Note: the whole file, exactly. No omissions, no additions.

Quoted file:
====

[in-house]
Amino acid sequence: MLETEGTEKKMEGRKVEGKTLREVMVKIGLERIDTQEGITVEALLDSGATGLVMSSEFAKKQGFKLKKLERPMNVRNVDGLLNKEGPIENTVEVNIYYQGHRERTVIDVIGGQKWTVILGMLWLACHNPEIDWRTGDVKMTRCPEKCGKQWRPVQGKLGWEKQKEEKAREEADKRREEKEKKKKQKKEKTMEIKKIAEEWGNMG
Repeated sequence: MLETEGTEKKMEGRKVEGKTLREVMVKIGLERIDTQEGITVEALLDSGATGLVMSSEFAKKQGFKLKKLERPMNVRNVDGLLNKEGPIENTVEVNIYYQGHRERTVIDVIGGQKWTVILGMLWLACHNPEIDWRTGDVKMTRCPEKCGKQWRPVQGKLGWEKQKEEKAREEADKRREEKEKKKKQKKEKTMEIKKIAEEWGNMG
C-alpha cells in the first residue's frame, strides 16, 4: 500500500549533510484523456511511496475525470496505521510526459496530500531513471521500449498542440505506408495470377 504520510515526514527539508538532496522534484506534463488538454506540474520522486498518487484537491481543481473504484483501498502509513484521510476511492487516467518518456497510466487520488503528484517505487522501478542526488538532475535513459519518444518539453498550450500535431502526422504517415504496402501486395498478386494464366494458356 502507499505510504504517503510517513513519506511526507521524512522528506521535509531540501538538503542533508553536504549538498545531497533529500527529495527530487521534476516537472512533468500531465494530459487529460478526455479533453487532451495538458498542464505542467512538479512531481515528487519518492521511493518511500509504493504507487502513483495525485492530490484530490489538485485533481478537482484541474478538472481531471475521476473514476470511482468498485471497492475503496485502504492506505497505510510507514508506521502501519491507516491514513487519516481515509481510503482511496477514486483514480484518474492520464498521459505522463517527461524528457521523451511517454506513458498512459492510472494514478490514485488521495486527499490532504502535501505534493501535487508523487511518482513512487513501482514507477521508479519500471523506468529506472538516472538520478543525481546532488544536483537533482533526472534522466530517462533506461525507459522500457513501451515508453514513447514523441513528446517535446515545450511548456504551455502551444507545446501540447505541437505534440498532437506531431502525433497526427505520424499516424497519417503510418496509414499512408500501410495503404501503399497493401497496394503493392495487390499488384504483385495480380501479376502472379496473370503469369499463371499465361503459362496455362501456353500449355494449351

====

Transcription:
[in-house]
Amino acid sequence: MLETEGTEKKMEGRKVEGKTLREVMVKIGLERIDTQEGITVEALLDSGATGLVMSSEFAKKQGFKLKKLERPMNVRNVDGLLNKEGPIENTVEVNIYYQGHRERTVIDVIGGQKWTVILGMLWLACHNPEIDWRTGDVKMTRCPEKCGKQWRPVQGKLGWEKQKEEKAREEADKRREEKEKKKKQKKEKTMEIKKIAEEWGNMG
Repeated sequence: MLETEGTEKKMEGRKVEGKTLREVMVKIGLERIDTQEGITVEALLDSGATGLVMSSEFAKKQGFKLKKLERPMNVRNVDGLLNKEGPIENTVEVNIYYQGHRERTVIDVIGGQKWTVILGMLWLACHNPEIDWRTGDVKMTRCPEKCGKQWRPVQGKLGWEKQKEEKAREEADKRREEKEKKKKQKKEKTMEIKKIAEEWGNMG
C-alpha cells in the first residue's frame, strides 16, 4: 500500500549533510484523456511511496475525470496505521510526459496530500531513471521500449498542440505506408495470377 504520510515526514527539508538532496522534484506534463488538454506540474520522486498518487484537491481543481473504484483501498502509513484521510476511492487516467518518456497510466487520488503528484517505487522501478542526488538532475535513459519518444518539453498550450500535431502526422504517415504496402501486395498478386494464366494458356 502507499505510504504517503510517513513519506511526507521524512522528506521535509531540501538538503542533508553536504549538498545531497533529500527529495527530487521534476516537472512533468500531465494530459487529460478526455479533453487532451495538458498542464505542467512538479512531481515528487519518492521511493518511500509504493504507487502513483495525485492530490484530490489538485485533481478537482484541474478538472481531471475521476473514476470511482468498485471497492475503496485502504492506505497505510510507514508506521502501519491507516491514513487519516481515509481510503482511496477514486483514480484518474492520464498521459505522463517527461524528457521523451511517454506513458498512459492510472494514478490514485488521495486527499490532504502535501505534493501535487508523487511518482513512487513501482514507477521508479519500471523506468529506472538516472538520478543525481546532488544536483537533482533526472534522466530517462533506461525507459522500457513501451515508453514513447514523441513528446517535446515545450511548456504551455502551444507545446501540447505541437505534440498532437506531431502525433497526427505520424499516424497519417503510418496509414499512408500501410495503404501503399497493401497496394503493392495487390499488384504483385495480380501479376502472379496473370503469369499463371499465361503459362496455362501456353500449355494449351